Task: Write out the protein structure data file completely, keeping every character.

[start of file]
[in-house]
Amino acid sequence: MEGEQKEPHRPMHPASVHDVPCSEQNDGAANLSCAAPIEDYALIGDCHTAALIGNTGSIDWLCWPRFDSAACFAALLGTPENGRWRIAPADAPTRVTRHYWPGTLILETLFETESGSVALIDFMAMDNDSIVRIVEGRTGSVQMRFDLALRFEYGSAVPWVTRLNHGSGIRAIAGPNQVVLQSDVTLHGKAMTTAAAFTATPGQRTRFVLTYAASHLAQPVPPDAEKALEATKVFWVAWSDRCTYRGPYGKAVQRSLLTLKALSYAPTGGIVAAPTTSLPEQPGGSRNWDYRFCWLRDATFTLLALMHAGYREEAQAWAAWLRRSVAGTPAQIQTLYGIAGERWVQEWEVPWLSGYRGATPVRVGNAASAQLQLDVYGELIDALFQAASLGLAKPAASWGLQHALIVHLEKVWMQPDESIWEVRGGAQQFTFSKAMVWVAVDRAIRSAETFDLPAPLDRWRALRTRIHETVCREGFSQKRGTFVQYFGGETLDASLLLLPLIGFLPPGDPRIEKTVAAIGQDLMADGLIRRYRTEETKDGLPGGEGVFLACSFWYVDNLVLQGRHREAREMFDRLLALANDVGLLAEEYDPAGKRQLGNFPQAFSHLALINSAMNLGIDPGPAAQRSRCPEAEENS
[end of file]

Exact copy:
[in-house]
Amino acid sequence: MEGEQKEPHRPMHPASVHDVPCSEQNDGAANLSCAAPIEDYALIGDCHTAALIGNTGSIDWLCWPRFDSAACFAALLGTPENGRWRIAPADAPTRVTRHYWPGTLILETLFETESGSVALIDFMAMDNDSIVRIVEGRTGSVQMRFDLALRFEYGSAVPWVTRLNHGSGIRAIAGPNQVVLQSDVTLHGKAMTTAAAFTATPGQRTRFVLTYAASHLAQPVPPDAEKALEATKVFWVAWSDRCTYRGPYGKAVQRSLLTLKALSYAPTGGIVAAPTTSLPEQPGGSRNWDYRFCWLRDATFTLLALMHAGYREEAQAWAAWLRRSVAGTPAQIQTLYGIAGERWVQEWEVPWLSGYRGATPVRVGNAASAQLQLDVYGELIDALFQAASLGLAKPAASWGLQHALIVHLEKVWMQPDESIWEVRGGAQQFTFSKAMVWVAVDRAIRSAETFDLPAPLDRWRALRTRIHETVCREGFSQKRGTFVQYFGGETLDASLLLLPLIGFLPPGDPRIEKTVAAIGQDLMADGLIRRYRTEETKDGLPGGEGVFLACSFWYVDNLVLQGRHREAREMFDRLLALANDVGLLAEEYDPAGKRQLGNFPQAFSHLALINSAMNLGIDPGPAAQRSRCPEAEENS